Visiting lecture series HSAD

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This for me is a write up of a no show lecture, the day of it being my birthday.

it always seems strange to me when i see posters, flyers and other ephemera with my birth date on, makes me feel important and slightly immortal if only for the duration of display.  I therefore was not there to understand the atmosphere of the lecture nor could i comment on my personal experiences, but with the aid of my fellow word-press peers and modern technology i have put together a little write up, it may be that it offers a fresh take on the entry’s of others and a dimension not yet faceted.

This man looks and appears to act like a typical scot, now i can say typical as my family has strong connections with Scotland and i have a love for the breed, its in my heart that man, he of tartan that history.  But that is aside from the point, i had the pleasure of Mr Bridges webpage and his small but beautifully composed video gave me the insight i needed to see the direction in which he takes his practice.  After his graduation in the mid 80’s Eoghan has exhibited both group and solo works and fulfilled the titles of commissioned and private collections.  Born in Scotland, Eoghan now resides in Yorkshire and makes the most of his time discovering more dimensions to the relationships between horse and rider and the human form within sculpture as his practice preference.  

His most recent works shown on his webpage video are not spoken as the video is purely visual but the words speak as loud as the collection of works presented.  We see the words….FRACTION, UPRISING, DECONSTRUCTING, SEPARATION and alongside the fun in the appearance of his sculpture you feel a certain angst within the bowels of this work that make it both beautiful and questionable both.  These words speak volumes of a history of Scottish struggle, yet they also show the gentle nature of such natives and the strong narrative of nature the outdoors and home.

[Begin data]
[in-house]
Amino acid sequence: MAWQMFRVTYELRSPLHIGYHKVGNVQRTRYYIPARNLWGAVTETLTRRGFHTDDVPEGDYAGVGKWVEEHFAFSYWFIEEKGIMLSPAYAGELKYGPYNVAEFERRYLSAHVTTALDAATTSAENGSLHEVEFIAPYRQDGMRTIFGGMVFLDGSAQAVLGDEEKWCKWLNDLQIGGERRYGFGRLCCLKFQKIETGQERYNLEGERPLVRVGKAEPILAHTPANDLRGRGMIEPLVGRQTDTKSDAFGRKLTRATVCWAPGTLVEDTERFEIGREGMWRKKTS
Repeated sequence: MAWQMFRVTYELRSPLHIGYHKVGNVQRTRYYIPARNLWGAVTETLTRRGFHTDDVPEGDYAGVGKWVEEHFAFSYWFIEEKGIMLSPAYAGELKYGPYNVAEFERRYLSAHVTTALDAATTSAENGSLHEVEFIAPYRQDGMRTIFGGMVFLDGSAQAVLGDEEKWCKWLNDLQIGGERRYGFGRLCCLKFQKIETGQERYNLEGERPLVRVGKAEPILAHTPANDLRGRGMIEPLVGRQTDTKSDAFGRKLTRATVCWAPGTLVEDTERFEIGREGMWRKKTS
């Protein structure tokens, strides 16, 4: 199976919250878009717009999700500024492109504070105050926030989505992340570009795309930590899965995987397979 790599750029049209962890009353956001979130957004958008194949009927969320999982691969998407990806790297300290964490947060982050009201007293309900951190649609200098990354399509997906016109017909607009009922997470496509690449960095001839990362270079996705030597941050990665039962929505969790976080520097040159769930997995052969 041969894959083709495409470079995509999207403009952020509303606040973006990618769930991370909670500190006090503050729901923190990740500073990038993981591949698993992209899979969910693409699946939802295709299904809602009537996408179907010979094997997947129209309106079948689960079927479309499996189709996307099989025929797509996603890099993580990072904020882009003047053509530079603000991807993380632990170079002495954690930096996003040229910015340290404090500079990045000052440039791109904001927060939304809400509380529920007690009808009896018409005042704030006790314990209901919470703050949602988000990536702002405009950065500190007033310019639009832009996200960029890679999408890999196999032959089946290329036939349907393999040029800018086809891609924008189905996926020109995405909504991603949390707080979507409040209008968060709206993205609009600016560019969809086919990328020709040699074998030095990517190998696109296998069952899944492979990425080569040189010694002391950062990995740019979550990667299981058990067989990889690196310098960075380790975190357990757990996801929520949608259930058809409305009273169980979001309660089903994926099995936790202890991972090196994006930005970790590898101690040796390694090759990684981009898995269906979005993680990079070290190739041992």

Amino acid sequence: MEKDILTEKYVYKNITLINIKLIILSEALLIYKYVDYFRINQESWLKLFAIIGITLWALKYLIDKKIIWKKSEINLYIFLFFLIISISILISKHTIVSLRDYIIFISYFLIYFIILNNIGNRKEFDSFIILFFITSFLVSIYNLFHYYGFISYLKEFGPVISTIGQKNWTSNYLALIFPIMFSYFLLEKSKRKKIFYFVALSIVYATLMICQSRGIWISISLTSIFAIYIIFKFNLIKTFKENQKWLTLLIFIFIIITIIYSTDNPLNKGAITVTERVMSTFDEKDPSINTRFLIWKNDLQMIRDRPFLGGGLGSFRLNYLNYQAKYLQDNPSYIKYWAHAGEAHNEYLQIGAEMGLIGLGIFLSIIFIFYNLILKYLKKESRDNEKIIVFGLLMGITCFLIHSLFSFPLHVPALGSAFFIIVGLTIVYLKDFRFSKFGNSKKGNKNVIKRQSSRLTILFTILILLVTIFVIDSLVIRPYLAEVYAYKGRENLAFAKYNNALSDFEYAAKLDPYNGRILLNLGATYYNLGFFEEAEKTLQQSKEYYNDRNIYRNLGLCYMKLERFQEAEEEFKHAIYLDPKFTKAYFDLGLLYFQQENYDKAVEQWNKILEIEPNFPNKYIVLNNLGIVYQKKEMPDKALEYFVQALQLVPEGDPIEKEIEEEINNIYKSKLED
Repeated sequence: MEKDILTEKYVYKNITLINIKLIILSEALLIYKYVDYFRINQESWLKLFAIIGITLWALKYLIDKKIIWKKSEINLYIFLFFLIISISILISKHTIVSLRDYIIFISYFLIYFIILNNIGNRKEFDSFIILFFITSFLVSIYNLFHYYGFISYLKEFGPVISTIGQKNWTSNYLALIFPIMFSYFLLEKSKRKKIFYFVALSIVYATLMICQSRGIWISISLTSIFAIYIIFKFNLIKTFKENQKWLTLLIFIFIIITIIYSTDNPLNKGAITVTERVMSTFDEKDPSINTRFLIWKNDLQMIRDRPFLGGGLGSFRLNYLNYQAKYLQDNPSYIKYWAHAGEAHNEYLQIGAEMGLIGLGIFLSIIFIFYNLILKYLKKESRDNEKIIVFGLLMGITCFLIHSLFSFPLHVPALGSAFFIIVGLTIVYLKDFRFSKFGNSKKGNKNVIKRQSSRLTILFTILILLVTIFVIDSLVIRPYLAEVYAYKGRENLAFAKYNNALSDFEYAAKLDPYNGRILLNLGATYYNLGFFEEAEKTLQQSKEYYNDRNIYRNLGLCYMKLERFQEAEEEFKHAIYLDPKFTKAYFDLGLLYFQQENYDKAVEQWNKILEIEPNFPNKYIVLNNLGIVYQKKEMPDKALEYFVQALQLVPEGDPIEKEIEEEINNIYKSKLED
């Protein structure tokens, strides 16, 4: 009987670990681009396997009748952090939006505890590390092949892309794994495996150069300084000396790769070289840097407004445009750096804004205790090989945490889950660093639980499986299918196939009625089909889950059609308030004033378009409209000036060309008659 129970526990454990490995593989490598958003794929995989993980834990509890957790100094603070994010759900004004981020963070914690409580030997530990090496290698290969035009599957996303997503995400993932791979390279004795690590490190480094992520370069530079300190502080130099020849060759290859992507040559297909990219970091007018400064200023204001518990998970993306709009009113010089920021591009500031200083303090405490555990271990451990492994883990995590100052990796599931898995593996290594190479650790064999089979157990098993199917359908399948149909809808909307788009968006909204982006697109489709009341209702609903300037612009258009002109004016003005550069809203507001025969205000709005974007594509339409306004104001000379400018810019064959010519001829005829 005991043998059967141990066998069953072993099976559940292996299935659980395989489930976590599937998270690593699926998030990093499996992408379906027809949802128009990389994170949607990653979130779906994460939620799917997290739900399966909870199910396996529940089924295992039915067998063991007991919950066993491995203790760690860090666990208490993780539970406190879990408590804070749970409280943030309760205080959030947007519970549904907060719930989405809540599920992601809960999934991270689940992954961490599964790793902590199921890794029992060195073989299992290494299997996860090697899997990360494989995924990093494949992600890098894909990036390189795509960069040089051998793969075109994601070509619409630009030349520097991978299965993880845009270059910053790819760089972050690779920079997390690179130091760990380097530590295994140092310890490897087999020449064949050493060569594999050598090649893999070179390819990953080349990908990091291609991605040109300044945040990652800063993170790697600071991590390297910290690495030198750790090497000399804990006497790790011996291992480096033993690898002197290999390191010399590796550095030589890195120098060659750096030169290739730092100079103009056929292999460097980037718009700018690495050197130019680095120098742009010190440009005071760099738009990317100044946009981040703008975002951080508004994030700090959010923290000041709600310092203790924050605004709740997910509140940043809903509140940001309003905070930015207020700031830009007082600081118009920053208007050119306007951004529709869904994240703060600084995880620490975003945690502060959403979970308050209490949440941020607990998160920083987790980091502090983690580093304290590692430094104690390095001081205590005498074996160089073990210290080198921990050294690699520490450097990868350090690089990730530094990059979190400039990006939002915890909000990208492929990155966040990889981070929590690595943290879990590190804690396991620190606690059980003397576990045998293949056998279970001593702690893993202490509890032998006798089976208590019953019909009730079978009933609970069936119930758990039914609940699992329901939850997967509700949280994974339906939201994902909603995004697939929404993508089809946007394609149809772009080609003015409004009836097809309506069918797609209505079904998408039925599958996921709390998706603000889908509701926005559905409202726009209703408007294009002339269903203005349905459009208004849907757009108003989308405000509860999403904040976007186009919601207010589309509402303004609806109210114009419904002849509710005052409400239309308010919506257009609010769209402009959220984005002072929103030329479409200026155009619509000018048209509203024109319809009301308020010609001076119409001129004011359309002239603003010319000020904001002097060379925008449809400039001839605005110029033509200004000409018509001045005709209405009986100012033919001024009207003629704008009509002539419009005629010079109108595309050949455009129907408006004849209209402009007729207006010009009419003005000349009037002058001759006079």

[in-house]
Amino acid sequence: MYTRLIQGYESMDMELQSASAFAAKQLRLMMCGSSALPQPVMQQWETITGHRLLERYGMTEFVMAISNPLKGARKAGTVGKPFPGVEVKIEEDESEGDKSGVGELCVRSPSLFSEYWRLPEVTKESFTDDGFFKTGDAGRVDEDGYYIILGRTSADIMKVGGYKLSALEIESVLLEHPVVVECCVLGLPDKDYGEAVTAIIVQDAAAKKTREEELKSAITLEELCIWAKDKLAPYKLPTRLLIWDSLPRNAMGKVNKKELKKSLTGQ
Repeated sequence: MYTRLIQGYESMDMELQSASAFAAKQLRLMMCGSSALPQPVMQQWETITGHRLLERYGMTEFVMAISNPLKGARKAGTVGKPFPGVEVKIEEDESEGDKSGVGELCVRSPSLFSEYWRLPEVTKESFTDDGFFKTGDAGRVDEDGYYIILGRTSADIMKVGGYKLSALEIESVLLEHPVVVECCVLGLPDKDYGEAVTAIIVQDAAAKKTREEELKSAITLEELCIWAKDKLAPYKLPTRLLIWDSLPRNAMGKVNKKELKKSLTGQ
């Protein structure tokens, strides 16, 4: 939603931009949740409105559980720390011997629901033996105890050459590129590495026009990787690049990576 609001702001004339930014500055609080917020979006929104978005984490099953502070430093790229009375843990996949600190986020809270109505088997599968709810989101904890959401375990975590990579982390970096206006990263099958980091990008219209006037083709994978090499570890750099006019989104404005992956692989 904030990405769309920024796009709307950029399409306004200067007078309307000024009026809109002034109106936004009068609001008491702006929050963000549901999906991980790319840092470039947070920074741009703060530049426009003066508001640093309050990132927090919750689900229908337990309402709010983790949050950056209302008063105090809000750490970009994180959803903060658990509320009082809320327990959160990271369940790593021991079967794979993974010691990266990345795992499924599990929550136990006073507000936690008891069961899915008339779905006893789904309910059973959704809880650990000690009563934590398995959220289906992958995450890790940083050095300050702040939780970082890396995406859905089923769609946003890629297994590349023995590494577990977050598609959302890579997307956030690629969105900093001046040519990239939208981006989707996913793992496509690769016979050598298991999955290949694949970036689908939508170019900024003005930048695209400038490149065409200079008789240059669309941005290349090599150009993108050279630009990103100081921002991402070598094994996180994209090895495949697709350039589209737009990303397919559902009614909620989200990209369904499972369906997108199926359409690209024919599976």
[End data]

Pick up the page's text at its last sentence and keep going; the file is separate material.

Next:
He makes use of his skill of drawing to bring his works to life in a 3d form, his use of bright colour and abstract and evident in abundance within his drawings, yet his sculpture is restricted to stone gradients and somewhat cold colours, it would seem that the ideas about a subject are almost polar in their comparison to his sculpture.  Just lately his human forms seem to be of a refracted state able to be deconstructed, yet illuminated, they are incredibly beautiful yet pained.  There is mention of uprising and a strong conitation to the male human form, face and the relationships with balance, beauty and subject to that strong relationship between the subject and his rider/keeper.  It could be debated that it holds the strength of being male, the courage of his heritage and the feelings that grew with him from boy/man/artist/practitioner, i feel the messages are suggestive of a deeper meaning and it saddens me that i was not there to hear his voice change in pitch and strength in the areas of his work ethics and practice.

http://eoghanbridge.com

 

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One thought on “Visiting lecture series HSAD

  1. Tom Conoboy says:

    It’s interesting that in the short video on his home page, all the illustrations are accompanied by one word titles, each ending with -ing.

    An -ing ending is an ambiguous thing. It may be a gerund, where a verb is effectively turned into a noun – eg “I like reading”, where the verb is “like” and the object, or the noun, is “reading. Or the -ing ending may be a present participle – eg “I am reading”, where the act I am currently engaged in is reading.

    By doing this, Bridge creates a sense of ambiguity about his work. Is it an active piece or passive? Is it the viewer or the object which is doing the -ing actions? This chimes with a comment from his bio on the website:

    “A work should, he says, be viewed on its own merit, free from prejudice, and, he points out, it only means what the person feels whilst looking at it.”

    The titles in the video help to ensure this can happen. By creating that ambiguity, the artist helps to ensure the viewer can make their own interpretation of the work. This is something I’ve been discussing quite a bit on my blog recently: the fact that, once an artist has created a work, it is up to the viewer to interpret it any way they see fit.

    An extremely interesting write-up, thanks.

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